Abstract For the past three years, internet start-ups have been drawn to a patch of East London dubbed Silicon Roundabout. In November 2010, Prime Minister David Cameron announced the area was to become an officially sanctioned cluster. It was rebranded Tech City UK, called the Digital Capital of Europe and given a new geography that encompasses the Olympic Park, site of the largest regeneration scheme in Europe. To deliver on these ambitions, a special team at UKTI was established with a remit of attracting foreign direct investment (FDI). There are two main objectives of Tech City: the promotion of London as a hub for the digital economy - a sector the government sees as vital for future growth1 - and the regeneration of a depressed area. This paper makes an academic assessment of the regenerative potential of clusters and the role of FDI therein. Research methods were designed to test this knowledge in Tech City. Central government’s Tech City strategy is focussed on attracting foreign investment, however studies suggest that FDI will only contribute positively when the local business is strong and sizeable (Phelps 2008), which is not the case. Based on the clearly defined research methodology, the findings of this dissertation lead to the recommendation that a lower priority is given to inward investment at this young stage of cluster development, in favour of developing innovative home-grown talent. In addition, for the cluster to thrive after the Olympics is over, this paper advocates a new public-private partnership structure that is less dependent on the central government. Finally, it recommends further academic research about the economic links between cluster centres and secondary locations.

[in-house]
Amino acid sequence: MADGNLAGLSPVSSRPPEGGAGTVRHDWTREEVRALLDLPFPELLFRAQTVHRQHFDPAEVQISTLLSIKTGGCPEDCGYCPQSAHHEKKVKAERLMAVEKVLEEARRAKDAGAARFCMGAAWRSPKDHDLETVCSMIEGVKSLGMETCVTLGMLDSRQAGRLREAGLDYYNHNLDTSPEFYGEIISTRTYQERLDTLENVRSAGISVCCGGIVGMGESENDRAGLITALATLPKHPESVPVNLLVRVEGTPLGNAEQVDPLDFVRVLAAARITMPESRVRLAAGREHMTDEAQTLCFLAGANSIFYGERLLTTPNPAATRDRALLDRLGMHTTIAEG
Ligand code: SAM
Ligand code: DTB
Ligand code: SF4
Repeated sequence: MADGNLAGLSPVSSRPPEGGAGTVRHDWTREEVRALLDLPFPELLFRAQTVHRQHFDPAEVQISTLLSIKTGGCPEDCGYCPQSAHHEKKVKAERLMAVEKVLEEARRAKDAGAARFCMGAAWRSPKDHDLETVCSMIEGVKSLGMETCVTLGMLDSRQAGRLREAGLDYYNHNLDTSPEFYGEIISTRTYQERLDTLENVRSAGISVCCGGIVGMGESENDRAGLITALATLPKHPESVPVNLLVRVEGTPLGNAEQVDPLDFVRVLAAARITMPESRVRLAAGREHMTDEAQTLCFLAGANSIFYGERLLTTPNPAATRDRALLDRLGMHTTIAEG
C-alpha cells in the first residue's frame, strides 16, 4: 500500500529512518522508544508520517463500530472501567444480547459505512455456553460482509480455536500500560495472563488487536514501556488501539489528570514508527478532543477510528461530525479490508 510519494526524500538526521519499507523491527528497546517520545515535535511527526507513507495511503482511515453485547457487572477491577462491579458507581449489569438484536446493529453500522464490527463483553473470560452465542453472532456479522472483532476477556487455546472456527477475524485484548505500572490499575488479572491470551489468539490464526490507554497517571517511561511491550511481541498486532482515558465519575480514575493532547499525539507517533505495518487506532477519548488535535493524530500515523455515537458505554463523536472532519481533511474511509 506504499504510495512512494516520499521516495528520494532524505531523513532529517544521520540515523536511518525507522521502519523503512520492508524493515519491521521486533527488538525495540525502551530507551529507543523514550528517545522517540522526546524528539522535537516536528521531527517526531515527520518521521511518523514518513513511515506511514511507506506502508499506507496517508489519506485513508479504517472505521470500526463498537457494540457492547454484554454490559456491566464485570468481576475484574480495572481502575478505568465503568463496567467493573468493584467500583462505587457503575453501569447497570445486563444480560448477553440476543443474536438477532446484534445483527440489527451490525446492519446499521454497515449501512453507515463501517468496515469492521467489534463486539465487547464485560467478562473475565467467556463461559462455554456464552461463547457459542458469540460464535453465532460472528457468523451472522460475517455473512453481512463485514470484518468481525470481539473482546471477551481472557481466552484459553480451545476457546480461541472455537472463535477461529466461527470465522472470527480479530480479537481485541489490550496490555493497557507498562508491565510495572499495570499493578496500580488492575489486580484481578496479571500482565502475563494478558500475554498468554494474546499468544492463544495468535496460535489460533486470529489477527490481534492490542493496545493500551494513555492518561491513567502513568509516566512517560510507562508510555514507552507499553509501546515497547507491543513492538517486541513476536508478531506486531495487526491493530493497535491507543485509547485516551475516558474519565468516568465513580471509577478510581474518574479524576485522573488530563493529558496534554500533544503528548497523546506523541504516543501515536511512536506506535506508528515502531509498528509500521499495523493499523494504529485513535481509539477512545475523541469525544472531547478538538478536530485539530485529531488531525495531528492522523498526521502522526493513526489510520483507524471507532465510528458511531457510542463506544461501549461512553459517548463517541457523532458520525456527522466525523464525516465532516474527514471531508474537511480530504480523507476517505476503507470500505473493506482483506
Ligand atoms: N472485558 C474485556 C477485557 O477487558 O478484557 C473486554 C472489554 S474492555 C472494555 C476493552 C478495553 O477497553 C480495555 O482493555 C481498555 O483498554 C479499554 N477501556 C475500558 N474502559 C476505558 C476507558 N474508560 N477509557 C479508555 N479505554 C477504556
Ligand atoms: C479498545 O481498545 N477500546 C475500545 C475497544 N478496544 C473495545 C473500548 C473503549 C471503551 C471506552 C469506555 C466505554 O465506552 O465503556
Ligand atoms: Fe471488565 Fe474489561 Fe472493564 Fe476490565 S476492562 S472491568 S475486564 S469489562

The Economist 2011, Aug.6:13